THE National Railways of Zimbabwe (NRZ) is set to launch a forensic audit as the parastatal seeks solutions to problems that have left the passenger and goods rail freighter in dire straits.
Currently crippled by endless industrial actions, NRZ is struggling to remain afloat.
NRZ chairman, Larry Mavima, told the Financial Gazette’s Companies & Markets last week that the forensic audit would result in a staff reshuffle at the parastatal.
Since his appointment March, pressure has been piling on Mavima to turnaround the fortunes of NRZ.
“We have since communicated with the auditor-general to launch a forensic audit on the NRZ. She will then determine which independent auditing firm to appoint to have oversight of the process. I can, however, confirm that heads will definitely roll if corruption is unearthed,” Mavima said.
A forensic audit is an examination and evaluation of either a firm’s or individual’s financial information for use as evidence in court. A forensic audit can be conducted in order to prosecute a party for fraud, embezzlement or other financial claims. The forensic audit mulled at the NRZ is expected to cover the past five years, from 2011 to 2016.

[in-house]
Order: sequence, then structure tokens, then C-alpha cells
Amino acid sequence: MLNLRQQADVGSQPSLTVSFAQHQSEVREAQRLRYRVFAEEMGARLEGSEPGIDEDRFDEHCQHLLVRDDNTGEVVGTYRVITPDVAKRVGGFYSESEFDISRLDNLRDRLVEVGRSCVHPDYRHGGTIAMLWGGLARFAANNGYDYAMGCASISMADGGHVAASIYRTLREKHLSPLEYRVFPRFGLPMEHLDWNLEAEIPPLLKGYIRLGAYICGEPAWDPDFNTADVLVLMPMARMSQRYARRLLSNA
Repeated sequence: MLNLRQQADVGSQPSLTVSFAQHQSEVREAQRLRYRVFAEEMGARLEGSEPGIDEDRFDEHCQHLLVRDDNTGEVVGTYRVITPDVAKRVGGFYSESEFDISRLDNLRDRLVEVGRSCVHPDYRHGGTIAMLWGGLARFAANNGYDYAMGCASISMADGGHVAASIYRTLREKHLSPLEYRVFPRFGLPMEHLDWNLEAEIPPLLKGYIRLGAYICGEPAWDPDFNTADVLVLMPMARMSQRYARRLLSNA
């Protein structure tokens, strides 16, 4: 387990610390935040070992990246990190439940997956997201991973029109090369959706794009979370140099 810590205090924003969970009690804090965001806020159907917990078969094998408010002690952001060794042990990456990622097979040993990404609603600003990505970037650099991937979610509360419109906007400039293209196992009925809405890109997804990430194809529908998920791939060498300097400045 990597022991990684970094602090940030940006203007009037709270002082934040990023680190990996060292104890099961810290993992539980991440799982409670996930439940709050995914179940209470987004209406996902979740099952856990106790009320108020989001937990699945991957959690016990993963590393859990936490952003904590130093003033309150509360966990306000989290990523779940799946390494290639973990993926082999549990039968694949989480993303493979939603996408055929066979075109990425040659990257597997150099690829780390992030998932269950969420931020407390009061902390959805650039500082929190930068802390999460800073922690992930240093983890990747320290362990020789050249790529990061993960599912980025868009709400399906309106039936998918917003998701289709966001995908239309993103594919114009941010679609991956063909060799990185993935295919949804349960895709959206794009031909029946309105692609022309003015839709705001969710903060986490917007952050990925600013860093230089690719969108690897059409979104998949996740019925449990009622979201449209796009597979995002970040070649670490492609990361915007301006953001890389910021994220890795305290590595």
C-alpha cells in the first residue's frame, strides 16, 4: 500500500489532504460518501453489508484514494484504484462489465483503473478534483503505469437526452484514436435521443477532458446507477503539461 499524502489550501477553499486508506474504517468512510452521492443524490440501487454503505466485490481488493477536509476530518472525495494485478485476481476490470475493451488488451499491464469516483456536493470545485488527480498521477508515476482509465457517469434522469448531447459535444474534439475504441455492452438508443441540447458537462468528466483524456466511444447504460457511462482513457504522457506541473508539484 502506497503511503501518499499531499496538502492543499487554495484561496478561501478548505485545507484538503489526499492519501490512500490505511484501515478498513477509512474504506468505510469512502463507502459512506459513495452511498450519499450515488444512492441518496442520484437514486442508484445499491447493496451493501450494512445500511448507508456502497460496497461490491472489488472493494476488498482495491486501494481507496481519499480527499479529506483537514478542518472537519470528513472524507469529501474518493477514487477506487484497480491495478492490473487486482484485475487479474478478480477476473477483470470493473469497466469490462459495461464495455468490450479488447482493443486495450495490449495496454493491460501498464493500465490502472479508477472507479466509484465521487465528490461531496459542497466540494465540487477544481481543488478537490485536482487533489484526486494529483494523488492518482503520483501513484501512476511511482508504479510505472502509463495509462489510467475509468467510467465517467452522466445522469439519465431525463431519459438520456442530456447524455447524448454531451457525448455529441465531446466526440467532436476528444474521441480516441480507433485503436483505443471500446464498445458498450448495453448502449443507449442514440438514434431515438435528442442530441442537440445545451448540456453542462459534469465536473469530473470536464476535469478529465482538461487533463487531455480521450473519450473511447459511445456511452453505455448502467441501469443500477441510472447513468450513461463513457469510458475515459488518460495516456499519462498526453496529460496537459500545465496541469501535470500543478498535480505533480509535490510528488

The forensic audit, among other things, would look into NRZ’s procurement system, revenue collection mechanisms at its properties and estates and the current staff levels with an aim of weeding out ghost workers.
A report of the NRZ accounts department, done in 2014 by the auditor-general, established that the parastatal was generating annual revenue of US$91,2 million, but incurring costs of US$103 million. The passenger unit had annual revenues of US$3,2 million, with costs at over three times at US$10,9 million.
Kamurayi Moyo, president of the Zimbabwe Railways Workers Union, said unions welcomed the forensic audit.
“We, as unions, are the ones who had requested a forensic audit of the NRZ from the Transport Minister, Jorum Gumbo, and that has always been our request…
We urgently need to embark on a forensic audit and we fully subscribe to that view,” he said.
“Moyo was evasive when asked when workers who downed tools in March would return to work, as the industrial action they had embarked on nears almost three months with no signs of an end.
The NRZ is saddled with a US$70 million debt in salary arrears, while it is also has other debts to the tune of US$144 million.
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